“To him who has borne himself most bravely in this last war,” added Napoleon, accentuating each syllable, as with a composure and assurance exasperating to Rostóv, he ran his eyes over the Russian ranks drawn up before him, who all presented arms with their eyes fixed on their Emperor.
“Will Your Majesty allow me to consult the colonel?” said Alexander and took a few hasty steps toward Prince Kozlóvski, the commander of the battalion.
Bonaparte meanwhile began taking the glove off his small white hand, tore it in doing so, and threw it away. An aide-de-camp behind him rushed forward and picked it up.
“To whom shall it be given?” the Emperor Alexander asked Kozlóvski, in Russian in a low voice.
“To whomever Your Majesty commands.”
The Emperor knit his brows with dissatisfaction and, glancing back, remarked:
“But we must give him an answer.”
Kozlóvski scanned the ranks resolutely and included Rostóv in his scrutiny.
“Can it be me?” thought Rostóv.
“Lázarev!” the colonel called, with a frown, and Lázarev, the first soldier in the rank, stepped briskly forward.
“Where are you off to? Stop here!” voices whispered to Lázarev who did not know where to go. Lázarev stopped, casting a sidelong look at his colonel in alarm. His face twitched, as often happens to soldiers called before the ranks.
Napoleon slightly turned his head, and put his plump little hand out behind him as if to take something. The members of his suite, guessing at once what he wanted, moved about and whispered as they passed something from one to another, and a page—the same one Rostóv had seen the previous evening at Borís’—ran forward and, bowing respectfully over the outstretched hand and not keeping it waiting a moment, laid in it an Order on a red ribbon. Napoleon, without looking, pressed two fingers together and the badge was between them. Then he approached Lázarev (who rolled his eyes and persistently gazed at his own monarch), looked round at the Emperor Alexander to imply that what he was now doing was done for the sake of his ally, and the small white hand holding the Order touched one of Lázarev’s buttons. It was as if Napoleon knew that it was only necessary for his hand to deign to touch that soldier’s breast for the soldier to be forever happy, rewarded, and distinguished from everyone else in the world. Napoleon merely laid the cross on Lázarev’s breast and, dropping his hand, turned toward Alexander as though sure that the cross would adhere there. And it really did.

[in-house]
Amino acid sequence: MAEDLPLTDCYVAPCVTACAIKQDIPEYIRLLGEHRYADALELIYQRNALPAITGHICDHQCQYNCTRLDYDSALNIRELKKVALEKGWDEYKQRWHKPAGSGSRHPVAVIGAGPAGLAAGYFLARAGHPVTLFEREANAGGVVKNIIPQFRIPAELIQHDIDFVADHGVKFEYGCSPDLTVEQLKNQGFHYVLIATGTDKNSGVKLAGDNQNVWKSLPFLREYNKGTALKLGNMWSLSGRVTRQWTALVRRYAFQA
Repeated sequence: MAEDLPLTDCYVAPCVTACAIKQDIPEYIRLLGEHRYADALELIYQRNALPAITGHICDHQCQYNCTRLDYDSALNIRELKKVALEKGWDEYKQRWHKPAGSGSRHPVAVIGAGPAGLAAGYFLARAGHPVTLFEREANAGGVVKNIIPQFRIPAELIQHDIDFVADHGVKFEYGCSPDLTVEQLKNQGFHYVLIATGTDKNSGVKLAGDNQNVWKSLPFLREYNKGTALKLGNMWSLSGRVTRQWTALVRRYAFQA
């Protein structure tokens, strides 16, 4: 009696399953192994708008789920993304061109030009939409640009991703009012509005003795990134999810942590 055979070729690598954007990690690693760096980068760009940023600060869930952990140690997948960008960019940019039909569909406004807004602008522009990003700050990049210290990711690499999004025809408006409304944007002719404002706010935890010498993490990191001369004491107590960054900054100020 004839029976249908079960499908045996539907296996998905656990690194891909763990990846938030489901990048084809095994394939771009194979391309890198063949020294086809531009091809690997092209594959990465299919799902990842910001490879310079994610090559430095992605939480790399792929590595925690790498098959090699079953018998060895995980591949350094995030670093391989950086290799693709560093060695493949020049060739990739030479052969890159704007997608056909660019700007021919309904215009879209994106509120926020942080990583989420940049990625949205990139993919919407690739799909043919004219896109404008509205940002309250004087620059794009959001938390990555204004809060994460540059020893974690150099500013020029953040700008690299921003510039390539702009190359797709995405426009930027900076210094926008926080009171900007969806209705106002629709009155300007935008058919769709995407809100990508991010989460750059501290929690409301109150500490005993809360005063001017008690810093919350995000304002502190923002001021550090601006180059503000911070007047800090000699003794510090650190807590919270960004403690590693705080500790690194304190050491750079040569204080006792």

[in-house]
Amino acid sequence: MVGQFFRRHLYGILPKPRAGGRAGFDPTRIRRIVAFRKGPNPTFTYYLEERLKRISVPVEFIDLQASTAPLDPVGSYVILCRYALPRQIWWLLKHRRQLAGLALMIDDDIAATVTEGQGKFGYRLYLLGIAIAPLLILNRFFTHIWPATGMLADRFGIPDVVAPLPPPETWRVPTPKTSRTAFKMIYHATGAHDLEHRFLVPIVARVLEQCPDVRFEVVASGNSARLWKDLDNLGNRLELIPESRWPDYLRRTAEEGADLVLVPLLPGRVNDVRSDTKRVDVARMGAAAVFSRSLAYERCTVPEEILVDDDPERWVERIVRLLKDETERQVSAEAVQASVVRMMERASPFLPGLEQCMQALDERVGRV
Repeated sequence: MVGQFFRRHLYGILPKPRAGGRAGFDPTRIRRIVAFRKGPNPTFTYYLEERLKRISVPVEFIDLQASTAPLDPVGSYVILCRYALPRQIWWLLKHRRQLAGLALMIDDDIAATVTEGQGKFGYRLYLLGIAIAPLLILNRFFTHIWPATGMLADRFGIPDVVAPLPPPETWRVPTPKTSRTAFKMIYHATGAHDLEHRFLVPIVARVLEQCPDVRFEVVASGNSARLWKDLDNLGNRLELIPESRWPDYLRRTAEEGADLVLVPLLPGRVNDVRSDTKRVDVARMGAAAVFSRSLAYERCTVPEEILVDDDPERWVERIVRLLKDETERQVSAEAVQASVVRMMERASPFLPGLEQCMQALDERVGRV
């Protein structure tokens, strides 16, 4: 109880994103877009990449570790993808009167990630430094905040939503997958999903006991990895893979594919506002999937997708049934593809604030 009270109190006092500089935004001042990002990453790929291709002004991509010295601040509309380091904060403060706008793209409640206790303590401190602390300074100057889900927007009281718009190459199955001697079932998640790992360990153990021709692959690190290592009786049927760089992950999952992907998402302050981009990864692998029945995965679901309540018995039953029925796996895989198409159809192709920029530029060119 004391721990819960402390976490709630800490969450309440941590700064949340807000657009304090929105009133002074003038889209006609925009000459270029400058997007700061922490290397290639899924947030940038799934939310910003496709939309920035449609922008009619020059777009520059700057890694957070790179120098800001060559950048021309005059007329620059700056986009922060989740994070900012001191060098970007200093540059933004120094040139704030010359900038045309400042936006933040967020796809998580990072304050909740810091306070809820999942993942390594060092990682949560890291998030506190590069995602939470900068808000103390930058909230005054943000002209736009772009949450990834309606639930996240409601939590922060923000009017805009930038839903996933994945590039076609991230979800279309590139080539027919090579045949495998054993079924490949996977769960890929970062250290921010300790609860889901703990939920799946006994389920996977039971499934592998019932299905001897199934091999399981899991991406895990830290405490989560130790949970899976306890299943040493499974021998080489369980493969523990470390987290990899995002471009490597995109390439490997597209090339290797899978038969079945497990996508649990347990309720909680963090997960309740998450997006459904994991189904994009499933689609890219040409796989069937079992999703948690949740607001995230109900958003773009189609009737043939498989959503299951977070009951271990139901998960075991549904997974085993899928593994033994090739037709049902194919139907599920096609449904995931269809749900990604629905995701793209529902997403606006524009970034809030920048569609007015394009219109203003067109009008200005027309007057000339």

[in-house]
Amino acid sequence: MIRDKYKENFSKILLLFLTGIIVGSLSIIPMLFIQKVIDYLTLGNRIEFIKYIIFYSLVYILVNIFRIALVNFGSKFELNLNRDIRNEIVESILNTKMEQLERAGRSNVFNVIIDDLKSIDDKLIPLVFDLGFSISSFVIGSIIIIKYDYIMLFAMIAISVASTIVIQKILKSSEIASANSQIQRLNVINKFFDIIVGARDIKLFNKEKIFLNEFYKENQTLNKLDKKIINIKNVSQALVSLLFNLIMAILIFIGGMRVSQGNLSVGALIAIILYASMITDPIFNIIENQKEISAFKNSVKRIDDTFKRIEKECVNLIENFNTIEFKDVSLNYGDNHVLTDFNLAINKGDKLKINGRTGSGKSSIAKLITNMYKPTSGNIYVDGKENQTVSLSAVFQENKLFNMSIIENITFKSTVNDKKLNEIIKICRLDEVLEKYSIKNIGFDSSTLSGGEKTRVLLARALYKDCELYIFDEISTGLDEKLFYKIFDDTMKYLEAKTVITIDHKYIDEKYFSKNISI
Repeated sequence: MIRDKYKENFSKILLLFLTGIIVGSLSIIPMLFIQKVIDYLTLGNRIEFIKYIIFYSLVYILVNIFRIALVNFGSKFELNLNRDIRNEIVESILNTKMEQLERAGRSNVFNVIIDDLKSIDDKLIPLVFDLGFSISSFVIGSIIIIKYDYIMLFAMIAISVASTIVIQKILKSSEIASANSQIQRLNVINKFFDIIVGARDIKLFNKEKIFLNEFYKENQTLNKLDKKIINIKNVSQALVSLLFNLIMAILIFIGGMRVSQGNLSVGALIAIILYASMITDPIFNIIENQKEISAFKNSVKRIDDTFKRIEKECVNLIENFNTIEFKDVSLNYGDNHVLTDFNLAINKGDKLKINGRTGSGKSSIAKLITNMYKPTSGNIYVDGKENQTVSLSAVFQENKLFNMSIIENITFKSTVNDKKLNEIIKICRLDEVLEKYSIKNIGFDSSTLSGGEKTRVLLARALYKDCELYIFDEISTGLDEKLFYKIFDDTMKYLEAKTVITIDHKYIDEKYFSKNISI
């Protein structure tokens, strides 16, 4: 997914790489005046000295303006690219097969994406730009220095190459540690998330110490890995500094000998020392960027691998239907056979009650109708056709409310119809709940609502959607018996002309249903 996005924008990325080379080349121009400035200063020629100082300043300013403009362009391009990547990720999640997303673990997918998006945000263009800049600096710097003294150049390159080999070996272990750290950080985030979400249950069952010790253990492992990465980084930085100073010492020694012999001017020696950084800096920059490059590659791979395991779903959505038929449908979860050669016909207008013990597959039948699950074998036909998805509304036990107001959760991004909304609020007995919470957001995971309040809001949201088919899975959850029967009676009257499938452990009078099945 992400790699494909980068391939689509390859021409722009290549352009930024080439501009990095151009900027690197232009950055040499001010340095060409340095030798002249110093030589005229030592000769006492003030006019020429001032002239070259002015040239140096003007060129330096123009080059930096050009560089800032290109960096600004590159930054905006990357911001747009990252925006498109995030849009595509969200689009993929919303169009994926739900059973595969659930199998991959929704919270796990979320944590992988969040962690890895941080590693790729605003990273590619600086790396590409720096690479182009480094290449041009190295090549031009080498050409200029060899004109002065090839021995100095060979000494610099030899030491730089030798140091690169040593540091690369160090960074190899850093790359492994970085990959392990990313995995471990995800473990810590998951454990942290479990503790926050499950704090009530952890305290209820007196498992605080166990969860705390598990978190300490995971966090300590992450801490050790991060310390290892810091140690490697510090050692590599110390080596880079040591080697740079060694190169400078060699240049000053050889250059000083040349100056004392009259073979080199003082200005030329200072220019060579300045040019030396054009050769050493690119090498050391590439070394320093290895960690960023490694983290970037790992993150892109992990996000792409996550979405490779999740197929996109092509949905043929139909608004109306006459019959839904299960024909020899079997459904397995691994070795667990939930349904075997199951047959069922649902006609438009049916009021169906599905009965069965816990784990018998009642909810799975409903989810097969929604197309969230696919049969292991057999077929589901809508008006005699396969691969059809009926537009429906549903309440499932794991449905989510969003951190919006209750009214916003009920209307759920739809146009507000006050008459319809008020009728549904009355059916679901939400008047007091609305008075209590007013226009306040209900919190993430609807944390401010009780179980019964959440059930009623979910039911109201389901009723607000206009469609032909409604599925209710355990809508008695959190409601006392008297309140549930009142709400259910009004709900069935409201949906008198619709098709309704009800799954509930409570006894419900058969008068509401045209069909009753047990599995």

Officious hands, Russian and French, immediately seized the cross and fastened it to the uniform. Lázarev glanced morosely at the little man with white hands who was doing something to him and, still standing motionless presenting arms, looked again straight into Alexander’s eyes, as if asking whether he should stand there, or go away, or do something else. But receiving no orders, he remained for some time in that rigid position.
The Emperors remounted and rode away. The Preobrazhénsk battalion, breaking rank, mingled with the French Guards and sat down at the tables prepared for them.
Lázarev sat in the place of honor. Russian and French officers embraced him, congratulated him, and pressed his hands. Crowds of officers and civilians drew near merely to see him. A rumble of Russian and French voices and laughter filled the air round the tables in the square. Two officers with flushed faces, looking cheerful and happy, passed by Rostóv.
“What d’you think of the treat? All on silver plate,” one of them was saying. “Have you seen Lázarev?”
“Tomorrow, I hear, the Preobrazhénskis will give them a dinner.”
“Yes, but what luck for Lázarev! Twelve hundred francs’ pension for life.”
“Here’s a cap, lads!” shouted a Preobrazhénsk soldier, donning a shaggy French cap.
“It’s a fine thing! First-rate!”
“Have you heard the password?” asked one Guards’ officer of another. “The day before yesterday it was ‘Napoléon, France, bravoure’; yesterday, ‘Alexandre, Russie, grandeur.’ One day our Emperor gives it and next day Napoleon. Tomorrow our Emperor will send a St. George’s Cross to the bravest of the French Guards. It has to be done. He must respond in kind.”